“A chiropractor suggested it could be statin use and I didn’t believe it until I stopped taking the statins and noticed significant improvement. My primary care doctor wants me to continue use but quality of life is so impaired on them that I am now seeking other advice and options.”
“I was taking lovastatin for years and it controlled my cholesterol levels.
“The last year I was experiencing severe neuropathy in my legs and feet. It was an extreme pins and needles feeling! I was tested by my neurologist and he diagnosed me as having neuropathy. I was going to be treated for it. Doing some research I discovered that some statins do cause pain such as what I experienced.
“The pharmacist agreed with side effects I was experiencing although he said it was unusual. I discussed this with my cardiologist who disagreed.
I discontinued taking the medication and felt better within weeks. My cardiologist said was a coincidence; my neurologist said it was a coincidence. I would like to find an alternative but in the meantime I’m sticking with my decision.”
“After two years of statin use and side effects ranging from total disorientation, sleep disturbances, muscle aches and central sleep apnea, I stopped taking statins. Feeling great but wonder how many others have suffered from central sleep apnea (ie, brain does not signal body to breathe) from statin use.”
“Statins have changed my father’s life – for the worse. He was prescribed cholesterol medication at 72 (when his cholesterol level was 195), and within a year he’s gone from active and vital to easily exhausted and old. It makes me so sad.”
“I took several different cholesterol-lowering drugs. My doctor finally settled on Lipitor. I took it for two years then developed intense leg muscle pain. I told my doctor who didn’t seem concerned. I changed doctors and went off the Lipitor and the pain went away. I also had elevated blood sugar.”
“I was placed on statins several years ago and after a few months experienced muscle and nerve problems which stopped my daily walking. I also developed memory problems attributed to the statin.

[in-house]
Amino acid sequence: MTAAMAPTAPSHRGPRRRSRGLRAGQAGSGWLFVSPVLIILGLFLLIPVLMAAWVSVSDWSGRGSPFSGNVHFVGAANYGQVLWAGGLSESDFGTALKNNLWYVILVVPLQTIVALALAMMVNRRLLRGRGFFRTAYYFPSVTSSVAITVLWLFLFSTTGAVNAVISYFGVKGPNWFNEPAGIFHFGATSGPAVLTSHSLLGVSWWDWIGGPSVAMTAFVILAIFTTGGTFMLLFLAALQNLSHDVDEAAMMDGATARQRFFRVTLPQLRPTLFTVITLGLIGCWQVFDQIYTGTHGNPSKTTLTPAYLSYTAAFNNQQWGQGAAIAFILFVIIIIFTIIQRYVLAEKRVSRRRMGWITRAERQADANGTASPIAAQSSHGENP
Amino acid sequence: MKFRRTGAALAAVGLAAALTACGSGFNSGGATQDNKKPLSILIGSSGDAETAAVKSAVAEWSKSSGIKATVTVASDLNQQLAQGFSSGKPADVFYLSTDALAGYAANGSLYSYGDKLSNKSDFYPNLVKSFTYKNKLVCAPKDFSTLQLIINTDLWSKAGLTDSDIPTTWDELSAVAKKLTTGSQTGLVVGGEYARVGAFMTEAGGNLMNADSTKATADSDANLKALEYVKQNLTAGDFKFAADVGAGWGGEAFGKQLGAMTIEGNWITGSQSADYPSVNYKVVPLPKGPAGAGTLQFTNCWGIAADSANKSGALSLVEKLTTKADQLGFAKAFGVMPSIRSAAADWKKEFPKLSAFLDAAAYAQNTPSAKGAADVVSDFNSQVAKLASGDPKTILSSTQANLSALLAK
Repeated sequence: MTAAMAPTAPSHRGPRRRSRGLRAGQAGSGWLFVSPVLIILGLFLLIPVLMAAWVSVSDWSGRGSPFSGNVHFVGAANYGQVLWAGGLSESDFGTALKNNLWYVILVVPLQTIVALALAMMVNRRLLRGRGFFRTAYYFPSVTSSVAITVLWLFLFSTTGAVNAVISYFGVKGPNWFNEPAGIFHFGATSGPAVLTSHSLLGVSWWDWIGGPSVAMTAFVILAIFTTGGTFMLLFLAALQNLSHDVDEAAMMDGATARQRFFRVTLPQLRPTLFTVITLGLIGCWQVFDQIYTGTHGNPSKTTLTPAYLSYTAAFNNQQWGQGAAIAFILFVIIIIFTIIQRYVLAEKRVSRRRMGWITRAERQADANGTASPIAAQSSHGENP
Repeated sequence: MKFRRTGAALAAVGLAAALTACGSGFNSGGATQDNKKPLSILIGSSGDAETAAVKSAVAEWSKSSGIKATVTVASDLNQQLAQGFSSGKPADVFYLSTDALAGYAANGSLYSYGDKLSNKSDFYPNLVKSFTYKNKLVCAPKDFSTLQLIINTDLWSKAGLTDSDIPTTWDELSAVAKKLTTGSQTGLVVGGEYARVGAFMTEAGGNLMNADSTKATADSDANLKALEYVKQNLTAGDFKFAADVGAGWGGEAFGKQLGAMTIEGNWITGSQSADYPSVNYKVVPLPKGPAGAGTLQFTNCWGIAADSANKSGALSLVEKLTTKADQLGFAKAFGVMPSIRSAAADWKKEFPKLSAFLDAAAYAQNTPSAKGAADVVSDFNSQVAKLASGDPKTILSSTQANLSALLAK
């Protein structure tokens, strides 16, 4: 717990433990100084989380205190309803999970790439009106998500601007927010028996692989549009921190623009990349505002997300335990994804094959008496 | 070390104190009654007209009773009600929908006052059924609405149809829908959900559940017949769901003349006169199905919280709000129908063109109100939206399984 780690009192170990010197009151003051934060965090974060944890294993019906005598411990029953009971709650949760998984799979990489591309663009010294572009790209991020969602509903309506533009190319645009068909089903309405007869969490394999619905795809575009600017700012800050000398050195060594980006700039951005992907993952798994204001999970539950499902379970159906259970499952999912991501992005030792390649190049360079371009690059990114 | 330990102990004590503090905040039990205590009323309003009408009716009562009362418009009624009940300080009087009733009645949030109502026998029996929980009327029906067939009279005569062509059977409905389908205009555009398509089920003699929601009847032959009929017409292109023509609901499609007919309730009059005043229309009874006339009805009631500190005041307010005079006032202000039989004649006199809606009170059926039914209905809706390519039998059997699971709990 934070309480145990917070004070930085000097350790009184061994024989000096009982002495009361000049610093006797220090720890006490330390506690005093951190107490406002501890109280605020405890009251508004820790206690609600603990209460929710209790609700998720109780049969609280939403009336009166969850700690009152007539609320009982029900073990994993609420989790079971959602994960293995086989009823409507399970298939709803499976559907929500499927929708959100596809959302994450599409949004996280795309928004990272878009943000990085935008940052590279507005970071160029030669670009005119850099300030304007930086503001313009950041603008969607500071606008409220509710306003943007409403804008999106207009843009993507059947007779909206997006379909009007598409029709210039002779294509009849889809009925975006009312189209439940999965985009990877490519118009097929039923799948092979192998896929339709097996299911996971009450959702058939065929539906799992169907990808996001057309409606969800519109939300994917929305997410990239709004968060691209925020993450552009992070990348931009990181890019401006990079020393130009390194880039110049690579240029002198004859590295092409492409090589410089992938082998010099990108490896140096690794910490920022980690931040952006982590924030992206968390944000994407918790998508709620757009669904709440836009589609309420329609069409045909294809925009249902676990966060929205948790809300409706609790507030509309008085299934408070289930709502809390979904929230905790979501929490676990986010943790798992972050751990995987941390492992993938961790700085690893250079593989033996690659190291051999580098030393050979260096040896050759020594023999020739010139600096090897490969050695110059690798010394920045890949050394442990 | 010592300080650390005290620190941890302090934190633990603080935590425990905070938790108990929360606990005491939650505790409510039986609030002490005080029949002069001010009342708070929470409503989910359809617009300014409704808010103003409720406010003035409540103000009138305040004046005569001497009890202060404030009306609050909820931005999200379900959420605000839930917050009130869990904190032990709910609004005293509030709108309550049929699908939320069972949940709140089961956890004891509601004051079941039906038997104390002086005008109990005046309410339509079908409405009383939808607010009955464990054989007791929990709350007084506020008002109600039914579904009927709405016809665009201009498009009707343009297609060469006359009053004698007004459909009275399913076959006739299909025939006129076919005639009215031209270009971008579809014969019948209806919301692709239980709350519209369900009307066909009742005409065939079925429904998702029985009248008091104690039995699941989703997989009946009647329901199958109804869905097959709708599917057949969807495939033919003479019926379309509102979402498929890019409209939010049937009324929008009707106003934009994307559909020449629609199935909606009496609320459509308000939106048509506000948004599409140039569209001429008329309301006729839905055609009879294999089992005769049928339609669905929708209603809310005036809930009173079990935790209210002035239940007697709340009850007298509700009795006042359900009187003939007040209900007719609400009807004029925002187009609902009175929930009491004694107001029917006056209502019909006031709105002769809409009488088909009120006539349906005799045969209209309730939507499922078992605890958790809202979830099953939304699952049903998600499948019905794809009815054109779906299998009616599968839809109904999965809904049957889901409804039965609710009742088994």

“Now, with a new doctor, I was prescribed a newer statin with the promise it was a better drug. After 3 to 4 days on the drug my leg muscles became weak, my back muscles froze up during walking and I stopped the drug immediately. Several days later I’m now back to feeling really good. Why don’t doctors listen to us?”
Bottom Line from The People’s Pharmacy:
The new research cited at the top of this article suggests that statins prolong life a few days (if you are otherwise healthy). “Few” in this case would be roughly 5 to 19 days. This was based on the length of the primary prevention studies.
Some cardiologists will be quick to point out that these studies may have only been for a couple of years and people are expected to take statins for a long time. The trouble with that argument is that it is based on belief, rather than data. We live in an era of “evidence-based medicine.” If health professionals want us to accept that assertion, they need to provide actual data.
In the case of secondary prevention (where people have experienced a heart attack or been diagnosed with heart disease), the best results come from what is called the 4S study involving simvastatin given for 5.8 years. This was the first study to show that statins could offer a real benefit. At the end of that study the drug improved survival over placebo by the grand total of 27 days.
So, when people with pretty serious heart problems took simvastatin for nearly six years they lived almost one month longer than those on placebo. That’s something, but not nearly as impressive as most people have been led to believe.
We do think that people who have experienced a heart attack or have a stent may benefit from a statin as long as the side effects of the drug are not intolerable. If someone develops diabetes because of a statin or cannot exercise because of muscle pain and weakness, the benefits become less obvious, especially if the drug doesn’t dramatically prolong life. You may wish to discuss this new study with your health professional to get her reaction. Here is a link to the article so you can print it and have a conversation about the data.
Tell Us Your Story
Please share your own experience on a statin. Does an extra month of life after six years of drug use seem worthwhile? We would love to know your thoughts in the comment section below. We would also be grateful if you would vote on this article at the top of the page. Should you wish to learn more about other ways to manage risk factors you may find our Guide to Cholesterol Control and Heart Health worthwhile.